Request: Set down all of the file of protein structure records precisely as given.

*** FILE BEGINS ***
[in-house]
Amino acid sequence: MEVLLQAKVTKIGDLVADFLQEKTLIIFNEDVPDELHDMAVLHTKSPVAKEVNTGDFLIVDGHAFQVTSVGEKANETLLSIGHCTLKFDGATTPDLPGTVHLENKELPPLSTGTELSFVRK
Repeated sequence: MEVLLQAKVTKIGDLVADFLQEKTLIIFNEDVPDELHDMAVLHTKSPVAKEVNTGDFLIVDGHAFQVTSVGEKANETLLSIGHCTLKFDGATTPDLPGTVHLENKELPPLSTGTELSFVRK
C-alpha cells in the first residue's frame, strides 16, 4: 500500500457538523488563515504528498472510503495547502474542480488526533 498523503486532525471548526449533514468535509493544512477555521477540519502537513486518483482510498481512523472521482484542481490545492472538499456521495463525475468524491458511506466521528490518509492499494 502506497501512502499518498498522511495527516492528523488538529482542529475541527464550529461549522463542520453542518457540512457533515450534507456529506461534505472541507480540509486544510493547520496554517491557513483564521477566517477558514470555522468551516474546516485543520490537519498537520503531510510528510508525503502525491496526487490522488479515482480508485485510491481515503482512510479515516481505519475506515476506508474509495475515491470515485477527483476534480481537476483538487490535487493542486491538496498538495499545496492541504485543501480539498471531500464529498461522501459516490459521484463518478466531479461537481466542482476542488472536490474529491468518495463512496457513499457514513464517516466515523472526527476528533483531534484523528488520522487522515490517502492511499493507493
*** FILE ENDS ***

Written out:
[in-house]
Amino acid sequence: MEVLLQAKVTKIGDLVADFLQEKTLIIFNEDVPDELHDMAVLHTKSPVAKEVNTGDFLIVDGHAFQVTSVGEKANETLLSIGHCTLKFDGATTPDLPGTVHLENKELPPLSTGTELSFVRK
Repeated sequence: MEVLLQAKVTKIGDLVADFLQEKTLIIFNEDVPDELHDMAVLHTKSPVAKEVNTGDFLIVDGHAFQVTSVGEKANETLLSIGHCTLKFDGATTPDLPGTVHLENKELPPLSTGTELSFVRK
C-alpha cells in the first residue's frame, strides 16, 4: 500500500457538523488563515504528498472510503495547502474542480488526533 498523503486532525471548526449533514468535509493544512477555521477540519502537513486518483482510498481512523472521482484542481490545492472538499456521495463525475468524491458511506466521528490518509492499494 502506497501512502499518498498522511495527516492528523488538529482542529475541527464550529461549522463542520453542518457540512457533515450534507456529506461534505472541507480540509486544510493547520496554517491557513483564521477566517477558514470555522468551516474546516485543520490537519498537520503531510510528510508525503502525491496526487490522488479515482480508485485510491481515503482512510479515516481505519475506515476506508474509495475515491470515485477527483476534480481537476483538487490535487493542486491538496498538495499545496492541504485543501480539498471531500464529498461522501459516490459521484463518478466531479461537481466542482476542488472536490474529491468518495463512496457513499457514513464517516466515523472526527476528533483531534484523528488520522487522515490517502492511499493507493